And you can bet that Nvidia has their scope set on virtual reality optimizations as well. John Carmack, Oculus VR’s CTO, has been vocal about latency in modern GPUs. He often puts things into context with the anecdote that he can send a ping to Europe and back faster than he can get a frame from his GPU to his monitor. Carmack participated in the announcement of Nvidia’s G-Sync project back in October of 2013 and it’s almost certain that he has an open line to Nvidia to advise on virtual reality optimizations for their GPUs.

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My bet is that around the time of the Oculus Rift CV1 launch we will see CPUs, GPUs, and other hardware makers marketing new products specifically for virtual reality.

2. Cost:Power

Then there’s the obvious reason: the longer you wait, the more bang you’ll get for your buck. Moore’s Law describes the trend that the number of transistors that we’re able to fit onto a chip—which corresponds to processing power—doubles every two years. The trend has held true since Moore described it in 1965.

Generally speaking if you wait, let’s say, another year to buy a new gaming rig for the Oculus Rift CV1, you can get the same specs you would’ve got today for a cheaper price, or you can get better performance for the same price. The latter is especially true given that we’re likely to see VR-specific hardware optimizations down the road.

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Ben is the world's most senior professional analyst solely dedicated to the XR industry, having founded Road to VR in 2011—a year before the Oculus Kickstarter sparked a resurgence that led to the modern XR landscape. He has authored more than 3,000 articles chronicling the evolution of the XR industry over more than a decade. With that unique perspective, Ben has been consistently recognized as one of the most influential voices in XR, giving keynotes and joining panel and podcast discussions at key industry events. He is a self-described "journalist and analyst, not evangelist."
  • Stimpack

    That’s fantastic, but I’m surely not buying another $300 CPU unless the performance gains are incredible! A new GPU, on the the hand…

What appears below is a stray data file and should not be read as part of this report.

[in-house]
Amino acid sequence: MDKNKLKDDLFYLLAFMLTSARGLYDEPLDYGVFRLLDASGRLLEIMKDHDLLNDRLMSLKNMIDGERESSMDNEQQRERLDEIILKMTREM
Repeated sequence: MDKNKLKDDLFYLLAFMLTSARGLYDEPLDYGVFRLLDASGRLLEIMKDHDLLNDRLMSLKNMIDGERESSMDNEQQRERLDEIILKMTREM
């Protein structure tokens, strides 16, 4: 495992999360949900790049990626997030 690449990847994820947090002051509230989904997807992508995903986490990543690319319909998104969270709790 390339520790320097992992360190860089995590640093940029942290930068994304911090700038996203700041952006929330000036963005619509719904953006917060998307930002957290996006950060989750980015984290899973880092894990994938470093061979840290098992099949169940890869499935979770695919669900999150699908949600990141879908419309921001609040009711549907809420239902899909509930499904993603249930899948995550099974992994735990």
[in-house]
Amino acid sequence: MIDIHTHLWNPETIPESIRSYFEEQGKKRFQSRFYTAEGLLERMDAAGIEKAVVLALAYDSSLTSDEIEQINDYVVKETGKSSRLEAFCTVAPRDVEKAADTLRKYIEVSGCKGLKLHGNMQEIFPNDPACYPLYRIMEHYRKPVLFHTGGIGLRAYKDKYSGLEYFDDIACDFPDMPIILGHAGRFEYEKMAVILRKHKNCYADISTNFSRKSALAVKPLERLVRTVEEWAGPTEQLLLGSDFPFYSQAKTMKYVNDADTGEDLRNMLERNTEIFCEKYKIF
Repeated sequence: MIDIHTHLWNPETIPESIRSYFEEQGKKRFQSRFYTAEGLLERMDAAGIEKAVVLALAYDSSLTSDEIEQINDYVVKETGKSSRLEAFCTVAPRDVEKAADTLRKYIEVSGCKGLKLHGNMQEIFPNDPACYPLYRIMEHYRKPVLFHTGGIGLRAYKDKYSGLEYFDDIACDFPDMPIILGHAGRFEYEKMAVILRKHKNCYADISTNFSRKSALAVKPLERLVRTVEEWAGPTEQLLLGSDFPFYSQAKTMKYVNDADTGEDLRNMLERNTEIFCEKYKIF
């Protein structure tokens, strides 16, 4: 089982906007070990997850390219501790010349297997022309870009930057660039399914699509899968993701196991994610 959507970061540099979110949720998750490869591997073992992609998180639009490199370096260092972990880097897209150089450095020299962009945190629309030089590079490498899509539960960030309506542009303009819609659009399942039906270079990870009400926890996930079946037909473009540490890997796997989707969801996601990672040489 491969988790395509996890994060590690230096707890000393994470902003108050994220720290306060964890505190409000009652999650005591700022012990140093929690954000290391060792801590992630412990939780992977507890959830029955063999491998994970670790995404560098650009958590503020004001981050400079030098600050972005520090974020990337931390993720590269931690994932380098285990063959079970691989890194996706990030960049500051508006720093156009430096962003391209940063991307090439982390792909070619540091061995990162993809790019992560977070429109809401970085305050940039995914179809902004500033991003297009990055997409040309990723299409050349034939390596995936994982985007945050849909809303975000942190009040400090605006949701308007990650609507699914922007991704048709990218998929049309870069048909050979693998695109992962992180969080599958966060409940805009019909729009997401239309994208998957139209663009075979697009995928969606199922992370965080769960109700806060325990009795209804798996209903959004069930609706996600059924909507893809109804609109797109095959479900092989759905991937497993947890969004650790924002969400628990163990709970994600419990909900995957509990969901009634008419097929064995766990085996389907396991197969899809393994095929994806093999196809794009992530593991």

• Faxvoice Romulator

    stimpack, i love your avatar.

  • eyeandeye

    Hmm…I hadn’t really considered this in my plans to build a new rig, which revolved loosely around waiting until Star Citizen’s single player campaign was released or near release.

    In the past I’ve been bad about jumping the gun a couple months to early, causing me to miss out on things like PCI-Express when it first became a thing. This time hopefully I’ll have the patience to wait for whatever VR goodness Intel/AMD bake into their delicious chips.

    I haven’t been this excited to build a computer since Half-Life 2.

    • Pontianak

      This has been my plan for some time, I’m simply not going to buy any hardware until the CV1 release. As somebody that has been following all the VR related news, podcasts, etc etc for some time, it has been hard to not drop the money for a DK1 or DK2. I haven’t had a chance to try VR since the 90’s. Talk about putting faith in a product!

      However I’ve suspected for some time that we would need much more graphical horsepower for the future than we do now. It takes quite a bit of money to push a single 4K monitor to 60 fps. A 4K Rift would require a very beefy setup. Won’t be running any 4K crysis for some time I suspect…

  • elecman

    What they need to do is make CrossFire et. al. work with VR and get rid of the micro stutters. If each video card could be used to render one camera, I would buy another one.

  • Psuedonymous

    I’m already gathering parts to move my current CPU & GPU to a compact ITX setup (for more portable DK2 demos than lugging a 550D around), and I was already waiting on Maxwell for a GPU upgrade. Unless a Broadwell brings a dramatic improvement of some sort, I’ll probably stick with the 2500K for the near future.

  • PsychShaman

    Well, the good thing about 1080p is it’s relatively easy to run. I feel like anti-aliasing and other graphical features will be less important due to the low-rez panel. I imagine everyone will turn off bloom for fear of being permanently blinded. So CV1 shouldn’t be so bad, I imagine most people won’t even need to upgrade (or just a new GPU). When we hit 1440p at 120hz, our wallets will be crying.

  • deadering

    This is very exciting news! Looking forward to see what AMD will be doing to get the most out of HMD’s.

  • Siew

    my ebay auction is ending this evening. depending on the result i can afford a dk2 and start developing my project :) fingers crossed please^^

  • Don Gateley

    I’ve never seen anything in tech that is so far in the future yet so present in the news and on the internet. People really, really want this and are wishing away the considerable wait time.